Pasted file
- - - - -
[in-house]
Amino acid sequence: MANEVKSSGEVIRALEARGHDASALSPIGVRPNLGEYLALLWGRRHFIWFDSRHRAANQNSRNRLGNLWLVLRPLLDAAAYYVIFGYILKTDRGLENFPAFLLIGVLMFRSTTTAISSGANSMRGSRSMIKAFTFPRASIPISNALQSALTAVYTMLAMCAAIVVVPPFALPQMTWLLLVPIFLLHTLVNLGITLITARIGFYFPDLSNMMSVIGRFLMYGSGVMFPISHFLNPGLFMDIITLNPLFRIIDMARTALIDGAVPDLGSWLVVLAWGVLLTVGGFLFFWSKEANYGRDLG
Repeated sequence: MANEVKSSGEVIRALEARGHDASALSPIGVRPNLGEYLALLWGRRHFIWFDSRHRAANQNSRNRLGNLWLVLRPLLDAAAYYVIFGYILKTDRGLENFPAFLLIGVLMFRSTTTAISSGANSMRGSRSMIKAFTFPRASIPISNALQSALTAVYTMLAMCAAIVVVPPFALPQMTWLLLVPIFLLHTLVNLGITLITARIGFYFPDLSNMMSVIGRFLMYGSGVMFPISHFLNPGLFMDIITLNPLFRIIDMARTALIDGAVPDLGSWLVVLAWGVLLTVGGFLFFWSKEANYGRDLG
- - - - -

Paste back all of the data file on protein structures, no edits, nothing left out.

[in-house]
Amino acid sequence: MANEVKSSGEVIRALEARGHDASALSPIGVRPNLGEYLALLWGRRHFIWFDSRHRAANQNSRNRLGNLWLVLRPLLDAAAYYVIFGYILKTDRGLENFPAFLLIGVLMFRSTTTAISSGANSMRGSRSMIKAFTFPRASIPISNALQSALTAVYTMLAMCAAIVVVPPFALPQMTWLLLVPIFLLHTLVNLGITLITARIGFYFPDLSNMMSVIGRFLMYGSGVMFPISHFLNPGLFMDIITLNPLFRIIDMARTALIDGAVPDLGSWLVVLAWGVLLTVGGFLFFWSKEANYGRDLG
Repeated sequence: MANEVKSSGEVIRALEARGHDASALSPIGVRPNLGEYLALLWGRRHFIWFDSRHRAANQNSRNRLGNLWLVLRPLLDAAAYYVIFGYILKTDRGLENFPAFLLIGVLMFRSTTTAISSGANSMRGSRSMIKAFTFPRASIPISNALQSALTAVYTMLAMCAAIVVVPPFALPQMTWLLLVPIFLLHTLVNLGITLITARIGFYFPDLSNMMSVIGRFLMYGSGVMFPISHFLNPGLFMDIITLNPLFRIIDMARTALIDGAVPDLGSWLVVLAWGVLLTVGGFLFFWSKEANYGRDLG